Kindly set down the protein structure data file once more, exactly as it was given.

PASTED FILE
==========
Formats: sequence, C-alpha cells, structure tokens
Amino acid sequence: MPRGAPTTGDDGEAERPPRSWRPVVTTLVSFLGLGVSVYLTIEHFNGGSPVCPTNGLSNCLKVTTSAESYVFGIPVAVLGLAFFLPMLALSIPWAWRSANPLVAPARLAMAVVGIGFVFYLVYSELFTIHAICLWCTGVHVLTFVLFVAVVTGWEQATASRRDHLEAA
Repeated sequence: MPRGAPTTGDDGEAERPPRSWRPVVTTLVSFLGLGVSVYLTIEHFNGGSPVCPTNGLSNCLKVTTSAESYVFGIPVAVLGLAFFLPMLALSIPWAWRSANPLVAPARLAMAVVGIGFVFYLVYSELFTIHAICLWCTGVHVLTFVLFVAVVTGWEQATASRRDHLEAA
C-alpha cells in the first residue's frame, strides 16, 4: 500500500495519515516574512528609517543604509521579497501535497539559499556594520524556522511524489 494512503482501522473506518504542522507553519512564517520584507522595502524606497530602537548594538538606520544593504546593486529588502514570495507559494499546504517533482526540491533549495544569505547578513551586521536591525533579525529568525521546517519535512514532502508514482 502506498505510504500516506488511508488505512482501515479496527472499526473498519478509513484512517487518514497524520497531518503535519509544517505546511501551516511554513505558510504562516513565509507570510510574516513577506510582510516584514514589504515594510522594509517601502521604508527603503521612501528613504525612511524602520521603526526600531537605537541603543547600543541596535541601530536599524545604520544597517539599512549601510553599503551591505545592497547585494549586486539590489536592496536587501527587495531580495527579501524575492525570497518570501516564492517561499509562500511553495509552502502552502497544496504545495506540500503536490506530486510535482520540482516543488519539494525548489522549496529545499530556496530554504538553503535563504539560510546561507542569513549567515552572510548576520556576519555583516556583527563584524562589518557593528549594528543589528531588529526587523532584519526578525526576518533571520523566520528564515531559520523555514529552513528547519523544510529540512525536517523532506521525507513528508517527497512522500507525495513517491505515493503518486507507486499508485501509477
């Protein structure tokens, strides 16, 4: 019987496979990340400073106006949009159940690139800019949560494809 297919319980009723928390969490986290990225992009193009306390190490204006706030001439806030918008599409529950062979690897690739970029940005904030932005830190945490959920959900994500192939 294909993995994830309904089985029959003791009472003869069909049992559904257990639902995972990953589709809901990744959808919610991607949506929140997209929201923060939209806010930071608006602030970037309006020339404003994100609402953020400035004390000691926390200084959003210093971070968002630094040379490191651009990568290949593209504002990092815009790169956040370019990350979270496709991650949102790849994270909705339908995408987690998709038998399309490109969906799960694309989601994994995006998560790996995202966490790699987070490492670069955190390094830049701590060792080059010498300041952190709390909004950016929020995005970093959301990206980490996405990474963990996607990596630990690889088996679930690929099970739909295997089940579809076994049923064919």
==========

Formats: sequence, C-alpha cells, structure tokens
Amino acid sequence: MPRGAPTTGDDGEAERPPRSWRPVVTTLVSFLGLGVSVYLTIEHFNGGSPVCPTNGLSNCLKVTTSAESYVFGIPVAVLGLAFFLPMLALSIPWAWRSANPLVAPARLAMAVVGIGFVFYLVYSELFTIHAICLWCTGVHVLTFVLFVAVVTGWEQATASRRDHLEAA
Repeated sequence: MPRGAPTTGDDGEAERPPRSWRPVVTTLVSFLGLGVSVYLTIEHFNGGSPVCPTNGLSNCLKVTTSAESYVFGIPVAVLGLAFFLPMLALSIPWAWRSANPLVAPARLAMAVVGIGFVFYLVYSELFTIHAICLWCTGVHVLTFVLFVAVVTGWEQATASRRDHLEAA
C-alpha cells in the first residue's frame, strides 16, 4: 500500500495519515516574512528609517543604509521579497501535497539559499556594520524556522511524489 494512503482501522473506518504542522507553519512564517520584507522595502524606497530602537548594538538606520544593504546593486529588502514570495507559494499546504517533482526540491533549495544569505547578513551586521536591525533579525529568525521546517519535512514532502508514482 502506498505510504500516506488511508488505512482501515479496527472499526473498519478509513484512517487518514497524520497531518503535519509544517505546511501551516511554513505558510504562516513565509507570510510574516513577506510582510516584514514589504515594510522594509517601502521604508527603503521612501528613504525612511524602520521603526526600531537605537541603543547600543541596535541601530536599524545604520544597517539599512549601510553599503551591505545592497547585494549586486539590489536592496536587501527587495531580495527579501524575492525570497518570501516564492517561499509562500511553495509552502502552502497544496504545495506540500503536490506530486510535482520540482516543488519539494525548489522549496529545499530556496530554504538553503535563504539560510546561507542569513549567515552572510548576520556576519555583516556583527563584524562589518557593528549594528543589528531588529526587523532584519526578525526576518533571520523566520528564515531559520523555514529552513528547519523544510529540512525536517523532506521525507513528508517527497512522500507525495513517491505515493503518486507507486499508485501509477
């Protein structure tokens, strides 16, 4: 019987496979990340400073106006949009159940690139800019949560494809 297919319980009723928390969490986290990225992009193009306390190490204006706030001439806030918008599409529950062979690897690739970029940005904030932005830190945490959920959900994500192939 294909993995994830309904089985029959003791009472003869069909049992559904257990639902995972990953589709809901990744959808919610991607949506929140997209929201923060939209806010930071608006602030970037309006020339404003994100609402953020400035004390000691926390200084959003210093971070968002630094040379490191651009990568290949593209504002990092815009790169956040370019990350979270496709991650949102790849994270909705339908995408987690998709038998399309490109969906799960694309989601994994995006998560790996995202966490790699987070490492670069955190390094830049701590060792080059010498300041952190709390909004950016929020995005970093959301990206980490996405990474963990996607990596630990690889088996679930690929099970739909295997089940579809076994049923064919």